The weather is really bad right now. Had about a month’s worth of rainfall in the last 24 hours and they say that more is to come over the next few days. Luckily, my town hasn’t flooded, which is saying something as the river is only across the street from my house. I heard on the lunch time news that a few towns and villages had been taken over by the rapid down pour. So, I’m grateful that it doesn’t look like this will happen to me! I do love the rain though. I like watching it fall and wondering how I can best describe it in a story. The weather can set a whole range of tones and moods, just like nature and the seasons. Which brings me on to this post’s subject, Norwegian Wood by Haruki Murakami.
Published in 1987 and set in 1960’s Japan, this is a tragic love story with two different love triangles. It is also the most recognized of Murakami’s work. Now romance novels aren’t my thing, yeah I do like some love stories in the horror or supernatural books I read, but I like it to be a sub-genre more than the actual genre. I first heard about NW on a late night TV book show and added it to my list of books that I should read someday. I can’t remember what the TV review said as it was about 4/3 years back. I read NW last year-ish and straight away fell in love with Murakami’s style of writing. Not being able to read Japanese, I read the English translation of the book. During my MA Creative Writing, I had a class on translation which was very interesting and I realised that most people probably don’t think much about the language side of things when they read. It’s easy for a writer to translate another writer’s work and there’s okay money in it, but what got me is that sometimes the writing translator won’t stay true to the original work and can try to make it their own. This is a problem I had with the 3rd Murakami novel I read- Hard Boiled Wonderland and The End of The World.
NW is translated (by Jay Rubin, 2000) well and seems to have stayed true to Murakami’s style. His writing is so poetic, that after a few chapters you forget you are reading fiction and find yourself believing it to be poetry. This is because he uses a simplistic, yet full of meaning, short and rhythmic vocabulary, which is very readable. The imagery he creates is also amazing and beside from LOTR, I can’t think of another book that has blown me away through the pictures that the words can create. I’ve never been to Japan, but through Murakami I was able to visualise a very clear image of the novel’s settings and well, it felt like Japan was on my doorstep instead of being hundreds of miles away. As for the characters, I took to their names well, but that’s because I’m use to it from the manga/anime that I love. You also get a clear picture of the characters and their lives. You can deeply connect with them all and sympathize with the events they’ve had to face in life.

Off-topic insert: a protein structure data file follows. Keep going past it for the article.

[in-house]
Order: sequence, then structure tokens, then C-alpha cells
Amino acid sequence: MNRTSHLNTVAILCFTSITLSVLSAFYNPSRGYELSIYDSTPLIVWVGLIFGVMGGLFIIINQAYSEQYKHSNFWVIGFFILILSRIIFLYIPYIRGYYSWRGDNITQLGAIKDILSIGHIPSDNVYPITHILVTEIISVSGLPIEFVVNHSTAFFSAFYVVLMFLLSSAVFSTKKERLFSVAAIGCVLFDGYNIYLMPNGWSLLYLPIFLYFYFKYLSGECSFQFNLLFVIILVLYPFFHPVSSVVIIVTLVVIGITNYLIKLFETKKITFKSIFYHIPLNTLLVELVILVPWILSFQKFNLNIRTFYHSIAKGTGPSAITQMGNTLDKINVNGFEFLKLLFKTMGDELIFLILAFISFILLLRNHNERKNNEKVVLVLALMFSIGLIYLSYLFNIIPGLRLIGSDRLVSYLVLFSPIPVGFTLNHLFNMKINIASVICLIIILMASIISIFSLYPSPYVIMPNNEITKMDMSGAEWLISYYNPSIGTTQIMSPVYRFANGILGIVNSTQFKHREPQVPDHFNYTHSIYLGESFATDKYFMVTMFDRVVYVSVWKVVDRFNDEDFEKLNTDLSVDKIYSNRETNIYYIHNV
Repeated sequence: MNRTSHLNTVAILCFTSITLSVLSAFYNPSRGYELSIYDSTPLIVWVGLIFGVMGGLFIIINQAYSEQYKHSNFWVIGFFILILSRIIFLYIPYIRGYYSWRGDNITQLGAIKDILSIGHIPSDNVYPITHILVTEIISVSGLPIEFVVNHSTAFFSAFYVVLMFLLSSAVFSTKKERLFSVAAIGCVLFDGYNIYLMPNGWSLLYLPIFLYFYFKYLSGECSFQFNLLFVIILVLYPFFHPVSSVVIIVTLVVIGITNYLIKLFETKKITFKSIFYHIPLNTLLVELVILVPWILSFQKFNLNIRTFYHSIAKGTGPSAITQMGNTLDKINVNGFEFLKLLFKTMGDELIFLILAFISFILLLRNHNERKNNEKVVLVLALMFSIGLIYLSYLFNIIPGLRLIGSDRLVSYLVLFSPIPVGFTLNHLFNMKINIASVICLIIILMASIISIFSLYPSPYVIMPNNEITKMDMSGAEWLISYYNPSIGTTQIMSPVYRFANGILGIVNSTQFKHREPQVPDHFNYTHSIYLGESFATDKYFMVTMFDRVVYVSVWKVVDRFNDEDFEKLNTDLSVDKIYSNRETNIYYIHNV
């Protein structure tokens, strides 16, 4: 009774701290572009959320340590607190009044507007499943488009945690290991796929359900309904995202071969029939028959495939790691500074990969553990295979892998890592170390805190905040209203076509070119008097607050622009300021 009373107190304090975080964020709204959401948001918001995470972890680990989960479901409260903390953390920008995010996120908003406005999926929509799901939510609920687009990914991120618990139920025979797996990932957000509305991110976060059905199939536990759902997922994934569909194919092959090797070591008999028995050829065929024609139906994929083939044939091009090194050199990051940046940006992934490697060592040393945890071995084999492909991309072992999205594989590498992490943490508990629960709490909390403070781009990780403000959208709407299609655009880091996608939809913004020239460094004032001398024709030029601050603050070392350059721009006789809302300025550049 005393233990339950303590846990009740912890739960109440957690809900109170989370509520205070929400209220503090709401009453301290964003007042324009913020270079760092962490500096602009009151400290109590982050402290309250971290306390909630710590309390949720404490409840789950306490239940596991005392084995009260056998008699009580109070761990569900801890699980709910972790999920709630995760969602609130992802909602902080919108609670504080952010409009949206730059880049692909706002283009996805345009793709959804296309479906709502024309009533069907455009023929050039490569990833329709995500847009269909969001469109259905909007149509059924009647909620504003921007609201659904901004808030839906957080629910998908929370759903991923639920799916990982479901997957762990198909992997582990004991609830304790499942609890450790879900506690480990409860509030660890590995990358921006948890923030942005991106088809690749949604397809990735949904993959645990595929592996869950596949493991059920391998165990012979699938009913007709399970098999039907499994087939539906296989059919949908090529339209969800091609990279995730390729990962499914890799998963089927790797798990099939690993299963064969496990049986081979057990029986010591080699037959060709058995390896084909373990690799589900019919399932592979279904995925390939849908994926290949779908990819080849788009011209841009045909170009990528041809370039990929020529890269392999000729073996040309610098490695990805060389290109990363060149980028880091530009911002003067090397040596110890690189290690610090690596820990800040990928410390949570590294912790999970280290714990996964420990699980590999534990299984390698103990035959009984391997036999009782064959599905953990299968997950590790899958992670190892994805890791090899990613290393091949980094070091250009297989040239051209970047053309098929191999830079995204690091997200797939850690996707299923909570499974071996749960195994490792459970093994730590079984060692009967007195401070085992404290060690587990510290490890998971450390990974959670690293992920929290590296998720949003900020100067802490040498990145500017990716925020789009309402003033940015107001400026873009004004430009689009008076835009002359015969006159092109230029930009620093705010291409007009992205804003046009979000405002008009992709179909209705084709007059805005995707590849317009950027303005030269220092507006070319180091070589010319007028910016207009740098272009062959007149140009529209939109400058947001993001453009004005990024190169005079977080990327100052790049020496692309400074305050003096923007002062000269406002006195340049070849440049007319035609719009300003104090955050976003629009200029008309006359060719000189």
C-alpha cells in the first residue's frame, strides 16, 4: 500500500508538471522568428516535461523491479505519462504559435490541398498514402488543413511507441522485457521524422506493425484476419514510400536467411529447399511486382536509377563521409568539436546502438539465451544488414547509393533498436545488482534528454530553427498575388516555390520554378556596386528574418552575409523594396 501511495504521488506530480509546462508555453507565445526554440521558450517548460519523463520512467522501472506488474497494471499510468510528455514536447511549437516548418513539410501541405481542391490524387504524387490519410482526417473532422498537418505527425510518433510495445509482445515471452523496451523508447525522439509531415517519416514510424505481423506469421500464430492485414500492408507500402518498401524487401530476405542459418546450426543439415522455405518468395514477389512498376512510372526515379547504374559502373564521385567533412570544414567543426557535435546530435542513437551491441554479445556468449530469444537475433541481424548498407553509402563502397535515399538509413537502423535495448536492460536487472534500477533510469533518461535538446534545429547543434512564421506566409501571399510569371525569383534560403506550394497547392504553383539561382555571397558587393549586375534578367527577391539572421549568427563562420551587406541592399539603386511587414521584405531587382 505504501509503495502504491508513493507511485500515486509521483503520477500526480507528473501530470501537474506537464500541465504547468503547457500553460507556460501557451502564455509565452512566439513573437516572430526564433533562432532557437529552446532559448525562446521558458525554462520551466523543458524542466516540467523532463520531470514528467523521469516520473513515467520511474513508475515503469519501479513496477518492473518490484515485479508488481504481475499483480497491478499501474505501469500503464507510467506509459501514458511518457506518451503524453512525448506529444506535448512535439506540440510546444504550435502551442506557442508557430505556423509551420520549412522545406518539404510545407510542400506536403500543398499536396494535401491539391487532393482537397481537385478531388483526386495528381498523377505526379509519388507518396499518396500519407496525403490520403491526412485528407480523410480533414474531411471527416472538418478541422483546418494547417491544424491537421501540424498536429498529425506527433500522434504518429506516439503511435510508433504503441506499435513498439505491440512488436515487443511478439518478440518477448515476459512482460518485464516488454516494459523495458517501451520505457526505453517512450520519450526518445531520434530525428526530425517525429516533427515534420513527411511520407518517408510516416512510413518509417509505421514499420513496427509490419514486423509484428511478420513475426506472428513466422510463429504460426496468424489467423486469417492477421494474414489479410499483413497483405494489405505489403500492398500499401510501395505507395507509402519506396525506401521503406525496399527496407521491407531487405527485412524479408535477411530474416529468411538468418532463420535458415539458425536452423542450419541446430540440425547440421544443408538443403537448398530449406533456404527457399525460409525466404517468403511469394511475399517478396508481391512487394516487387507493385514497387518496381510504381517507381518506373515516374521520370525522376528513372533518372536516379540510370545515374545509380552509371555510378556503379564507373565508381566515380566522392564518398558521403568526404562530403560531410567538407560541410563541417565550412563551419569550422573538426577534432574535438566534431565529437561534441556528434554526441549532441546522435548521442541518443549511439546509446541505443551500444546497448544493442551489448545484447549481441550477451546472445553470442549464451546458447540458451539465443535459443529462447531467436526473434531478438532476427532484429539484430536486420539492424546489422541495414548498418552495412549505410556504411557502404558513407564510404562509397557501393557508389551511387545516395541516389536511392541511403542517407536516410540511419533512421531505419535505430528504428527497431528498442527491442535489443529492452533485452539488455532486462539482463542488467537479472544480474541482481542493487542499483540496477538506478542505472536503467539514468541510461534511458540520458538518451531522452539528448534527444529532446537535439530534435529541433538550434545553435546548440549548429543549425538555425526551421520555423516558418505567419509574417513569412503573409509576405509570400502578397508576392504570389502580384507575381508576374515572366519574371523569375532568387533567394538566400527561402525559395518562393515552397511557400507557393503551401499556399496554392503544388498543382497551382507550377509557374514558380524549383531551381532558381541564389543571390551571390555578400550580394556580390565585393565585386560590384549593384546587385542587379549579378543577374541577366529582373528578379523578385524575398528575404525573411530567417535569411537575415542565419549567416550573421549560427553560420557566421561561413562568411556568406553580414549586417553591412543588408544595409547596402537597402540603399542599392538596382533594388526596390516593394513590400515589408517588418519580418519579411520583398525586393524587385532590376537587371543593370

The themes in NW also fits in with this, as there’s love, tragedy, heartache, suicide, solitude, sex and growing up. The narrator of the novel Toru is reflecting back on his college years and the loss of his true love. This comes about because he hears the Beatles singing ‘Norwegian Wood’, a song about an affair. (Though I’ve lived in Liverpool, the home of the Beatles for the last 3 years, I’m still not a fan of their music.) So, that explains the title of the novel, but other connects can be made as well. Such as the backdrop for much of the novel is set near Kyoto in a mountainous/forest area and the main female character, Naoko’s favourite song happens to be NW. At times affairs do happen in the book and also the song’s meaning ‘this bird has flown’ can be read as someone become free through dying, which towards the end of the book is something that can be sensed. There is also something about the tone of the name that gives it a depressed, dark feeling and that really does linger under the surface of the novel.